6. Have you ever used any recipe apps or shopping list apps? What features did they include?
7. What is a feature that you would be likely to use if it was included in a recipe and meal planning app?
🤌 Needs
- Search by exclusion and search by ingredient functionalities
- Simple and easy-to-prepare recipes (filter by amount of ingredients/prep time)
- Low carbon-footprint recipes and help in meal planning to reduce waste
- Recommendations for substitutions when an ingredient is not available (or for an allergen)
- Shopping list feature

😞 Pain Points
- Not being able to find required specialty ingredients
- Recipes are too complex and take too long to prepare
- Having to scroll through blog posts to reach the instructions of a recipe
- Not knowing how to scale down a recipe for fewer people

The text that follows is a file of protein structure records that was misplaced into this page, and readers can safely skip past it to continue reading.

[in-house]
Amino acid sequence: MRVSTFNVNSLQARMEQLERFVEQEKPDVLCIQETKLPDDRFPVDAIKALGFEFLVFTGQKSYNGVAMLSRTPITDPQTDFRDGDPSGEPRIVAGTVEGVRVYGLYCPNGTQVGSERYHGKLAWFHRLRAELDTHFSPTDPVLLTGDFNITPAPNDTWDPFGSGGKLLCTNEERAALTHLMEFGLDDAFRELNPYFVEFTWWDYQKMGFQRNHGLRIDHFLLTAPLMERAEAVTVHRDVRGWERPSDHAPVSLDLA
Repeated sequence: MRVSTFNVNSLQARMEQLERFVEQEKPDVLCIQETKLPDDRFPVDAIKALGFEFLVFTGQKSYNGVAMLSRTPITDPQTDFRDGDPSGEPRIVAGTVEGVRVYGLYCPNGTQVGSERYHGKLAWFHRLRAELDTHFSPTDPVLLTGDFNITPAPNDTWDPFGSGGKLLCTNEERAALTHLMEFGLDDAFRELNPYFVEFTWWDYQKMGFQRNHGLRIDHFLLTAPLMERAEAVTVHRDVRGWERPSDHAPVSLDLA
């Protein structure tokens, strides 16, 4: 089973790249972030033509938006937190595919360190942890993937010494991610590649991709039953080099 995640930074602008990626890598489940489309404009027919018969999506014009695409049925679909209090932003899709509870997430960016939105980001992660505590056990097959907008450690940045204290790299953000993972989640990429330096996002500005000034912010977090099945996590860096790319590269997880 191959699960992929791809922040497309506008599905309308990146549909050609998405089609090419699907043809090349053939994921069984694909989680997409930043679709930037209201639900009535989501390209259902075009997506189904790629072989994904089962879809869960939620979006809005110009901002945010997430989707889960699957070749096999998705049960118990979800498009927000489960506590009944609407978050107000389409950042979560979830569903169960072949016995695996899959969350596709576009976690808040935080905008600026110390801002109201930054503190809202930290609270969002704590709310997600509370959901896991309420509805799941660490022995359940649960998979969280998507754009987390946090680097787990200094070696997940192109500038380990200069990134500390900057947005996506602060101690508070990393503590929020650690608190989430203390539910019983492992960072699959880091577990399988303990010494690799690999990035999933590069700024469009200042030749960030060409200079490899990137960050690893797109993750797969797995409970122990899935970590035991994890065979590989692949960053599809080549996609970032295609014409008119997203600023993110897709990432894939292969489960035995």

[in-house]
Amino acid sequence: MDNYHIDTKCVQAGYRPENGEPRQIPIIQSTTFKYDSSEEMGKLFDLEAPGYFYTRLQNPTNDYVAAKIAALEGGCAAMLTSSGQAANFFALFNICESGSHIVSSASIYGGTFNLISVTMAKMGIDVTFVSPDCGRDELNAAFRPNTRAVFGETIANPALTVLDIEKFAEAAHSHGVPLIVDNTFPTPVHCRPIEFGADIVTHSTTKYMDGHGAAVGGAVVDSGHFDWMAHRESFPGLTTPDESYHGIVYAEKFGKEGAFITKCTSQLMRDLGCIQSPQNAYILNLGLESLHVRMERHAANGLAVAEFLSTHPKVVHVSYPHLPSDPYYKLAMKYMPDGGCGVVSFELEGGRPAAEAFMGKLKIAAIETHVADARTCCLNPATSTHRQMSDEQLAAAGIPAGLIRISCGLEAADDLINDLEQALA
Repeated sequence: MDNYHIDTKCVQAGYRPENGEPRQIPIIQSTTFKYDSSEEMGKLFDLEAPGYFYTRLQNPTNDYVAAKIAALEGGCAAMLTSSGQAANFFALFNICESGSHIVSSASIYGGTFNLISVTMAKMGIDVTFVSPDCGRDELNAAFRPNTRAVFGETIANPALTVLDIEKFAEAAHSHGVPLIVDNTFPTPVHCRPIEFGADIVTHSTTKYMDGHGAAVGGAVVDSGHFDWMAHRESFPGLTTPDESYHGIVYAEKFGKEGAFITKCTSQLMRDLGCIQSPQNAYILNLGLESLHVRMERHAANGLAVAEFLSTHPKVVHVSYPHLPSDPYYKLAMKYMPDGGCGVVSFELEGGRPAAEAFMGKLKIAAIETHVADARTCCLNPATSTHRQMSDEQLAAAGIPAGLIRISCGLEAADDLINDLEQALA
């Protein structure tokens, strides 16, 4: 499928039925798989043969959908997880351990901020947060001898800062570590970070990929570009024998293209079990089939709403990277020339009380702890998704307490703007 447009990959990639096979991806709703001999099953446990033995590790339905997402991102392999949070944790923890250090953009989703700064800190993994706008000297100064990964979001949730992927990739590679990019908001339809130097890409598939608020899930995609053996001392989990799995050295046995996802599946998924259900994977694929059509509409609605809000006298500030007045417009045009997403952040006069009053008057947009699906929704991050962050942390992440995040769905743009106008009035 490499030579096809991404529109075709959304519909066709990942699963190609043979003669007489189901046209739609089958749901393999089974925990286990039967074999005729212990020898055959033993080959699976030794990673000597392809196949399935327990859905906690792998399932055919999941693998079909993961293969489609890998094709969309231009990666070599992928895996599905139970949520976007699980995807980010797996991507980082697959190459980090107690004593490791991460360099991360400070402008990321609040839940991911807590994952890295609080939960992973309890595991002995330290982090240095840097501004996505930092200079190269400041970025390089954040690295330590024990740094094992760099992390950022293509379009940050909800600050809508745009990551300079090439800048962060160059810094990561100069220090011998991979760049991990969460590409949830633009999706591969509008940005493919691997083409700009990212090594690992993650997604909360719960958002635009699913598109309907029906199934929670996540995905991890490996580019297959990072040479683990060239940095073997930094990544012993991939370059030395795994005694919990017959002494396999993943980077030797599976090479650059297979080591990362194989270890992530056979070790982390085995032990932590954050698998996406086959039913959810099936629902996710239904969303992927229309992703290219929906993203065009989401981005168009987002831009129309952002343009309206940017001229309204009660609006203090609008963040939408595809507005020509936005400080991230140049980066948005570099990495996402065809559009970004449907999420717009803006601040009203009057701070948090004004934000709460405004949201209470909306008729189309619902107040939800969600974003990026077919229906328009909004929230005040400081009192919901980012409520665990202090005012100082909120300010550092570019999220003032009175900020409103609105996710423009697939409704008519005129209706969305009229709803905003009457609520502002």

Gathering Requirements
In the next step, I began to narrow down goals, devices and target audience of this product.
WHO is the user?
Adults of any age who primarily consume a plant-based diet and are seeking help finding recipes that meet their specific needs
Major GOALS and tasks
- Search for recipes with specific filters
- Save recipes to favorites
- Edit recipes
- Create and edit shopping lists
- Get recipe recommendations
WHAT will the product do?
- Large database of vegan recipes: filter according to different criteria 
- Allow users to create a profile and save recipes
- Learn from a user’s preferences
- Extract ingredients and add them to an editable shopping list
For the MVP, I needed to distill all my ideas down to the bare minimum for a functioning product. I did so by first formulating all possible user stories, then stripping them down to the most important and defining the required features for the MVP.